Medical Testing Devices: FSA Eligibility
Under IRC 213(d)(1), "medical care includes amounts paid for the diagnosis, cure, mitigation, treatment, or prevention of disease, or for the purpose of affecting any structure or function of the body." This includes medical equipment and devices.
What are medical testing devices?
Medical testing devices are products that perform medical tests. They are usually designed for at-home use, in order to spare time and expenses associated with visits to the doctor's office or the hospital. Medical testing devices are eligible for reimbursement with consumer-directed healthcare accounts whether purchased as Over-the-Counter (OTC) or with a prescription. Medical testing devices measure things like cholesterol, blood tests, blood pressure, asthma, blood coagulation, and more.
Home cholesterol monitors are a type of medical testing device that produces a cholesterol reading. There are a number of factors which can be measured, including glucose, HDL, triglycerides, or overall cholesterol (Mayo Clinic).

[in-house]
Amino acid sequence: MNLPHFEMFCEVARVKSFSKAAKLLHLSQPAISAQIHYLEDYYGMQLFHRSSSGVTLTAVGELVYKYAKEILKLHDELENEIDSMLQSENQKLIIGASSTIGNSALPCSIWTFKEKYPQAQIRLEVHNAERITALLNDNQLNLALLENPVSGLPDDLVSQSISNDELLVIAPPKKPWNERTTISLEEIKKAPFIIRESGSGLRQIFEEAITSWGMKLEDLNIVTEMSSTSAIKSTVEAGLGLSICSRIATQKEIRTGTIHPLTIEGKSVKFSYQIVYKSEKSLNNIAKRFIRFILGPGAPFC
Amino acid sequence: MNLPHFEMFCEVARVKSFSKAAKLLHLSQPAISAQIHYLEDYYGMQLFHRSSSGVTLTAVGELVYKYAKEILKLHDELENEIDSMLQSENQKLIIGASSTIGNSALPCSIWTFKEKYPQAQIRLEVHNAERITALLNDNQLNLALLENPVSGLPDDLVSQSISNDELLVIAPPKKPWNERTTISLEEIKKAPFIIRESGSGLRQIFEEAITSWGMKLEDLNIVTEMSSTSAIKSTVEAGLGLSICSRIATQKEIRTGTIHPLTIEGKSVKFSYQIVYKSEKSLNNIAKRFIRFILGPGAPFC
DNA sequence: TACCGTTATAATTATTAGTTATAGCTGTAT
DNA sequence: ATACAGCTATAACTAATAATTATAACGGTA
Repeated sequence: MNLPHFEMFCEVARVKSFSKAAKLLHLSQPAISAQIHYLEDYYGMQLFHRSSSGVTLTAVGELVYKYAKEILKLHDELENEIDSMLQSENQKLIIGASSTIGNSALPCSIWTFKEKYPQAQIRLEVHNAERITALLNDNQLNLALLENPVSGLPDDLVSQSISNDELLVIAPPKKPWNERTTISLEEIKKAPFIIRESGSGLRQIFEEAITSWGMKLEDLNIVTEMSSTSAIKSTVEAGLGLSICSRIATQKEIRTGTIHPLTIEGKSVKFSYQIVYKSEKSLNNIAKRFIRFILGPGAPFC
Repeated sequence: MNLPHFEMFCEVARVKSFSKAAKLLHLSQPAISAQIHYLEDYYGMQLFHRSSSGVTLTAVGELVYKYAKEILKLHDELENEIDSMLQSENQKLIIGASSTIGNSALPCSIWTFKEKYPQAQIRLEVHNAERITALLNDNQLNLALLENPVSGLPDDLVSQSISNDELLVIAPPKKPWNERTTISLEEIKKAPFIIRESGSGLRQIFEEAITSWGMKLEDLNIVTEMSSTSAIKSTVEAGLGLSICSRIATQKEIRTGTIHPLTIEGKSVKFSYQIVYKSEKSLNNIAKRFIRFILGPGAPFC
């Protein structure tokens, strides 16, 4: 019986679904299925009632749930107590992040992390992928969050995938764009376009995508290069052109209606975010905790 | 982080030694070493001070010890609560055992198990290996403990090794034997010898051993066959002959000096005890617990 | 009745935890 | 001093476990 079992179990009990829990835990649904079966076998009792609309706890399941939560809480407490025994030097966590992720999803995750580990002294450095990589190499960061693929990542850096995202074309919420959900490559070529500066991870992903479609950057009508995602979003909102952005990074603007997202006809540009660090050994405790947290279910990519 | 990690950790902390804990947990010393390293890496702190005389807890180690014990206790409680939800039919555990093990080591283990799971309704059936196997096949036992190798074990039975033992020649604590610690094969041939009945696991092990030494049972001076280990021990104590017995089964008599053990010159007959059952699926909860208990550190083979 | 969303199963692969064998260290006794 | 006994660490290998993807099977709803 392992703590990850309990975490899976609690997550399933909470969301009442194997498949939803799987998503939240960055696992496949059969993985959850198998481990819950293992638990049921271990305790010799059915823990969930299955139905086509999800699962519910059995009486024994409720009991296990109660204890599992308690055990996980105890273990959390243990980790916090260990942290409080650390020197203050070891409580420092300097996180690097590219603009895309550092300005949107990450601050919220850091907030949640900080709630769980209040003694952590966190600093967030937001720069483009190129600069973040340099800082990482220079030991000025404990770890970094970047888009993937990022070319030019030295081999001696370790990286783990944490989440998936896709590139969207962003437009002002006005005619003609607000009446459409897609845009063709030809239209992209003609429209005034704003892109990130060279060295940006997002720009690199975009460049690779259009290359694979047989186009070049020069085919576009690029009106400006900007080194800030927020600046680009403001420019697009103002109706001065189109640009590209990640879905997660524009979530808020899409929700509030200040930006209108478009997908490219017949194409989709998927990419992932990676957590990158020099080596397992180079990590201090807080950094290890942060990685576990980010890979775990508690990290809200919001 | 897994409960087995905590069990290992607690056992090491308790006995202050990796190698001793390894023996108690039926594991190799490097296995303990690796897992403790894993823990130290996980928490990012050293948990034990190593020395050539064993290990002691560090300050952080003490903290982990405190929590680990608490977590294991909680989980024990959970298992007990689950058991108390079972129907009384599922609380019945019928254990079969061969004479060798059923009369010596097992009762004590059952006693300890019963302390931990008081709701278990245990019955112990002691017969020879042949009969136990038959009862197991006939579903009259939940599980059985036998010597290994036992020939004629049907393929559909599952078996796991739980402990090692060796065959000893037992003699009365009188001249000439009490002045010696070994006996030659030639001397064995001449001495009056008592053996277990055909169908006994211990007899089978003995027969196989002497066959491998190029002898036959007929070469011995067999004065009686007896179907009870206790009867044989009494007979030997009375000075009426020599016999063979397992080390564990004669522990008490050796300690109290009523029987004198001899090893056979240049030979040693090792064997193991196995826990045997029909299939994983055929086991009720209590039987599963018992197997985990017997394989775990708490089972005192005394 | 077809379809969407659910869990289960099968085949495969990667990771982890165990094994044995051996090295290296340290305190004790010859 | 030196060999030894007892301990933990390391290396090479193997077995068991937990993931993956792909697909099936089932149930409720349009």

Laser Lancing Devices
Laser lancing devices are a type of medical testing device that aids with drawing blood. A laser lancing device has an adjustable puncture setting, and causes less pain than a needle or prick (American Diabetes Association).
Home EKG Devices
Home EKG devices are a type of medical testing device that performs similar work to a professional EKG device. Home EKG devices typically measure heart rate and arrhythmia, deviations and irregularities in order to tell a patient whether a full EKG and/or physician's assistance are recommended (WebMD).
Home Blood Pressure Monitors
Home blood pressure monitors are a medical testing device that may be used in conjunction with a medical doctor's guidance for maintaining blood pressure within a healthy range and/or for recognizing medical concerns or emergencies that would require medical attention (American Heart Association).
Asthma monitors are a medical testing device that recognize how well asthma medication is performing by measuring the force and volume of a patient's lung exhalations (National Heart, Lung, and Blood Institute).
Blood Coagulation Monitors
Blood coagulation monitors require a blood sample in order to read the blood's thinness, or coagulation. Patients who take prescription blood thinners may need a device like a blood coagulation monitor in order to ensure their blood is not rendered dangerously thin by medication (Bio-AMD).